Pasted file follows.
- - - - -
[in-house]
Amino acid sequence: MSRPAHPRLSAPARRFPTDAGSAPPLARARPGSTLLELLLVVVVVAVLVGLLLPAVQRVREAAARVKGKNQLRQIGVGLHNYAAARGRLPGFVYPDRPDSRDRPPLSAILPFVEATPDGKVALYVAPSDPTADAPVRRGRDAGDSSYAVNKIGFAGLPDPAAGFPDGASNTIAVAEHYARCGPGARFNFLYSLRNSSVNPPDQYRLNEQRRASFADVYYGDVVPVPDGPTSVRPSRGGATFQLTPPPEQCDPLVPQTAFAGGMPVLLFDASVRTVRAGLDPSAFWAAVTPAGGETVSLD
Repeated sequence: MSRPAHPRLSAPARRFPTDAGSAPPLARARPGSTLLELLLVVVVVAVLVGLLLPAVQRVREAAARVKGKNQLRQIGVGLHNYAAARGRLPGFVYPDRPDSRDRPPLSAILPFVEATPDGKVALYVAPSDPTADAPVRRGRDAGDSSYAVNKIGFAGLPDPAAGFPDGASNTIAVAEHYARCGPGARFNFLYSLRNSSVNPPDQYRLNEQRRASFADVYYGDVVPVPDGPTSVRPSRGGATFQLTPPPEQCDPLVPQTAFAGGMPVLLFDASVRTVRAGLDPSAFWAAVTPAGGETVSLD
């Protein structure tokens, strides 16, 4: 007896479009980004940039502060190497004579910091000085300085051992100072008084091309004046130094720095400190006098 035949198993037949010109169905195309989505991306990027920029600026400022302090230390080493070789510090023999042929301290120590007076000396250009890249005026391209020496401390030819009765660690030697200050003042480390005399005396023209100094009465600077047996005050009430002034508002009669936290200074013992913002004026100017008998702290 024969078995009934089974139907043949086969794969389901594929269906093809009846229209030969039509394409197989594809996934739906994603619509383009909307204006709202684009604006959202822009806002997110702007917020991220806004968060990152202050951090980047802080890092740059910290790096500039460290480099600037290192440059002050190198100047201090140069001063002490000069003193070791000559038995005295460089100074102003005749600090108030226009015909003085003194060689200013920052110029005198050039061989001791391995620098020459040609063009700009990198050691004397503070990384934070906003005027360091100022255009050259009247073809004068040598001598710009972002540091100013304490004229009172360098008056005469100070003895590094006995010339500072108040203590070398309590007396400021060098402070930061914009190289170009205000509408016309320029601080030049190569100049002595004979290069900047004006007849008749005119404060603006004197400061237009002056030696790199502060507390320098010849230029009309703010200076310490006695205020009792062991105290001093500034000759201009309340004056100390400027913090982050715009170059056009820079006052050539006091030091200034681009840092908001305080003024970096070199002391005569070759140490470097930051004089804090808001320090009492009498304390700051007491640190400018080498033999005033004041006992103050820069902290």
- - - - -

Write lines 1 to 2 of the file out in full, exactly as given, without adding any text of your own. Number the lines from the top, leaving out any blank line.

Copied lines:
[in-house]
Amino acid sequence: MSRPAHPRLSAPARRFPTDAGSAPPLARARPGSTLLELLLVVVVVAVLVGLLLPAVQRVREAAARVKGKNQLRQIGVGLHNYAAARGRLPGFVYPDRPDSRDRPPLSAILPFVEATPDGKVALYVAPSDPTADAPVRRGRDAGDSSYAVNKIGFAGLPDPAAGFPDGASNTIAVAEHYARCGPGARFNFLYSLRNSSVNPPDQYRLNEQRRASFADVYYGDVVPVPDGPTSVRPSRGGATFQLTPPPEQCDPLVPQTAFAGGMPVLLFDASVRTVRAGLDPSAFWAAVTPAGGETVSLD